Buying a home is a major life change and a serious business transaction. It can be a little daunting for some people once the initial excitement wears off and reality sets in. What happens when the dust settles and you find yourself panicking? You can’t exactly return or exchange a house like a pair of ill-fitting shoes; but you might find some comfort in the fact that you’re not alone. Home buyer’s remorse is more common than you might think it is.
According to a survey done by Trulia, the most common reasons people experience home buyer’s remorse are:
- The home is the wrong size: 42% said they regretted not choosing a bigger home (33%) or smaller home (9%).
- The home is too updated or not updated enough: 26% said they wished they’d completed more or fewer home improvements.
- The buyer didn’t know enough about the home or neighborhood: 15% said they wished they’d known more about their home or neighborhood.
Luckily, there are some ways you can calm your anxieties!
Look on the Bright Side
First, don’t obsess over the things that you suddenly don’t like about your new home. Instead, make a list of what’s bothering you and then create a plan to fix it. Concentrate on the positives and what you do like until you can get around to fixing what you don’t like.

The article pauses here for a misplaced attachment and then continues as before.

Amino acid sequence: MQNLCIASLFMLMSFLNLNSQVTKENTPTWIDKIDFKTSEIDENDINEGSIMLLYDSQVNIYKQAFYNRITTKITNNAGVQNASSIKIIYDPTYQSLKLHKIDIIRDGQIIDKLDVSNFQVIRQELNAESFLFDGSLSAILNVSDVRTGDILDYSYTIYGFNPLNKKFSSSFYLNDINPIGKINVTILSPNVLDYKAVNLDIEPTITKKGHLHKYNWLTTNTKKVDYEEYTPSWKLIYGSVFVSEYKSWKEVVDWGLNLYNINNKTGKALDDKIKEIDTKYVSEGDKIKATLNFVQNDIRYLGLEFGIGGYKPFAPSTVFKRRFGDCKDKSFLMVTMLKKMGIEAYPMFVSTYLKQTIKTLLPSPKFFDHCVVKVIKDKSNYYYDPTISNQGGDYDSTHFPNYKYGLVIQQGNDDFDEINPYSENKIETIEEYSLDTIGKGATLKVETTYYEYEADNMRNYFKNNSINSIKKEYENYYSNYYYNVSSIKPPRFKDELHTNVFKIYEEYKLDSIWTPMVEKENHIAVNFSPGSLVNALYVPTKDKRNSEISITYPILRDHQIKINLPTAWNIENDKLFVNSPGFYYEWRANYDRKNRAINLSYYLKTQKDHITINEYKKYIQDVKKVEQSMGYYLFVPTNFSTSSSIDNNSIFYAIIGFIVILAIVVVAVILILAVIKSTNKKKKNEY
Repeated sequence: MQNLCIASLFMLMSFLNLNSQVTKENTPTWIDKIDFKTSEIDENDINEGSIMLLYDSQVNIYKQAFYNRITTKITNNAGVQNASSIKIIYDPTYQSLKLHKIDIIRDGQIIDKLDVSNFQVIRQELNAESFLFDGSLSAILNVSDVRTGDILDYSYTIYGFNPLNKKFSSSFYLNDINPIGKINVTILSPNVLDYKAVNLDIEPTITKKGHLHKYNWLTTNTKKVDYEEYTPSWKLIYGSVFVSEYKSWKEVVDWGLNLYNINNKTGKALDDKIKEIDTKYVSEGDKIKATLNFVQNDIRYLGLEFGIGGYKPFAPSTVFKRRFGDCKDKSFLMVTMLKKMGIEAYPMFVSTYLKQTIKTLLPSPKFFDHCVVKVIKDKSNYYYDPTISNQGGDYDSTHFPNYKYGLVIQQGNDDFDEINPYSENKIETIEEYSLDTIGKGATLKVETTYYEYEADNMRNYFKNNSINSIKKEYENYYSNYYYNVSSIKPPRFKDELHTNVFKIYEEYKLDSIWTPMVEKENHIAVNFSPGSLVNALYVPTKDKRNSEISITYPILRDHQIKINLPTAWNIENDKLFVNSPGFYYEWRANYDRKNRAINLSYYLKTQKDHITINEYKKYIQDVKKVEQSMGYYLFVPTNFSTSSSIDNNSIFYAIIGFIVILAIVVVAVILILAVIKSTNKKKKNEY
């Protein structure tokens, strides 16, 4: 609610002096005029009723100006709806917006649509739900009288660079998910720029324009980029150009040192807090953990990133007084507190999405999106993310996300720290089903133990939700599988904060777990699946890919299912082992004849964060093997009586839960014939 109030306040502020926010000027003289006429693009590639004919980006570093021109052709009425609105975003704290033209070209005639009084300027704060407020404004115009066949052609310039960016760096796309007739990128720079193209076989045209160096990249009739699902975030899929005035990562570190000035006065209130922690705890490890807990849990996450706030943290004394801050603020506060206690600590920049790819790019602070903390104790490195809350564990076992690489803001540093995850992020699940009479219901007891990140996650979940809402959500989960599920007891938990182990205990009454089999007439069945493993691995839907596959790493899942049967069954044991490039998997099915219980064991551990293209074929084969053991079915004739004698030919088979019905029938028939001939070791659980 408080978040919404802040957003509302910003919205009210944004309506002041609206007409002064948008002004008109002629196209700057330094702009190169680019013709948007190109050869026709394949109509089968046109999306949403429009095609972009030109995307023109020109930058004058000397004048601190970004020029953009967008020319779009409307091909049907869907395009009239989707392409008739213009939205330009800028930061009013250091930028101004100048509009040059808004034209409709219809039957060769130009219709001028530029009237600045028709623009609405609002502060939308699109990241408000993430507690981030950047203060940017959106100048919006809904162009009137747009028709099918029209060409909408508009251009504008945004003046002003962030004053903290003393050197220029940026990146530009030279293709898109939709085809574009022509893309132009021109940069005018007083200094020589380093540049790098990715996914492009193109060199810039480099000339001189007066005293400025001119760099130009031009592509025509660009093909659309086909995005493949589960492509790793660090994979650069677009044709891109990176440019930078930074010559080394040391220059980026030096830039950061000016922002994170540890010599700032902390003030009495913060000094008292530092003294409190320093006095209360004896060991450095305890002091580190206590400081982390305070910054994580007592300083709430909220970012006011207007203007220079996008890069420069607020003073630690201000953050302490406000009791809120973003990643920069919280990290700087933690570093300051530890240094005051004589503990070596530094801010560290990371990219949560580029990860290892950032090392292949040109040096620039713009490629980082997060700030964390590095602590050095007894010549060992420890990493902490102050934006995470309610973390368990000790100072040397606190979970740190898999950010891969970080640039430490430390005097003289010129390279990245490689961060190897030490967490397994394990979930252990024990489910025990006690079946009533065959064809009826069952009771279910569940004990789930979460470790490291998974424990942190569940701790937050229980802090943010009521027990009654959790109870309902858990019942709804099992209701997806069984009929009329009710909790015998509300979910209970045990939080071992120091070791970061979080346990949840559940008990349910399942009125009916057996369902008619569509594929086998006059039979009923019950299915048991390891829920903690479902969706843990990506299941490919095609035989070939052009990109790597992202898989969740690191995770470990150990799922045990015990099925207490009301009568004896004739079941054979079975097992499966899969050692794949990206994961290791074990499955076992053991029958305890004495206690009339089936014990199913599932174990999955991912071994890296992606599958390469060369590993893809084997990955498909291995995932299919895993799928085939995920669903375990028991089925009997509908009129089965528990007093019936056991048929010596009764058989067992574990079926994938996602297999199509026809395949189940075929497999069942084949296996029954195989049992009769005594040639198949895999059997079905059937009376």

Refinance When Possible
If it’s your mortgage that’s bothering you, there’s a fix for that too. There’s nothing to say that you’re saddled with the same old mortgage you landed in the beginning of the deal, and no one is going to force you to stick with the same mortgage company either. Refinance your home with a new mortgage that better fits your financial needs and goals.
Take Stock of Your Budget
Are you fretting about the financial “burden” of owning a home? It’s natural to feel overwhelmed when you add new expenses to your budget and have to do some rearranging of finances. To help yourself feel calmer about your financial well-being, sit down with a pen and paper or a spreadsheet and a calculator. Take a sip of coffee and a deep breath and start fresh by creating a brand new budget. You might find that even a couple of small changes in spending habits will ease your anxiety.
Start to Rebuild Your Savings
If you emptied your savings account to make a down payment and pay for other closing costs, it’s natural to feel a little bit lost. All this time you’ve been saving up to buy a house, you’ve probably felt pretty safe with that nest egg sitting there accruing interest. Ease your worries by reminding yourself that you didn’t lose those liquid assets; you just turned them into less liquid equity. If it helps you feel better, start a plan for building your savings account back up, penny by penny.
Sometimes just knowing that someone else is feeling the exact same way can help you through buyer’s remorse. Don’t focus on the bad, especially if it’s something that can be fixed. In most cases, it just takes a slight lifestyle or attitude adjustment to make those remorseful feelings go away.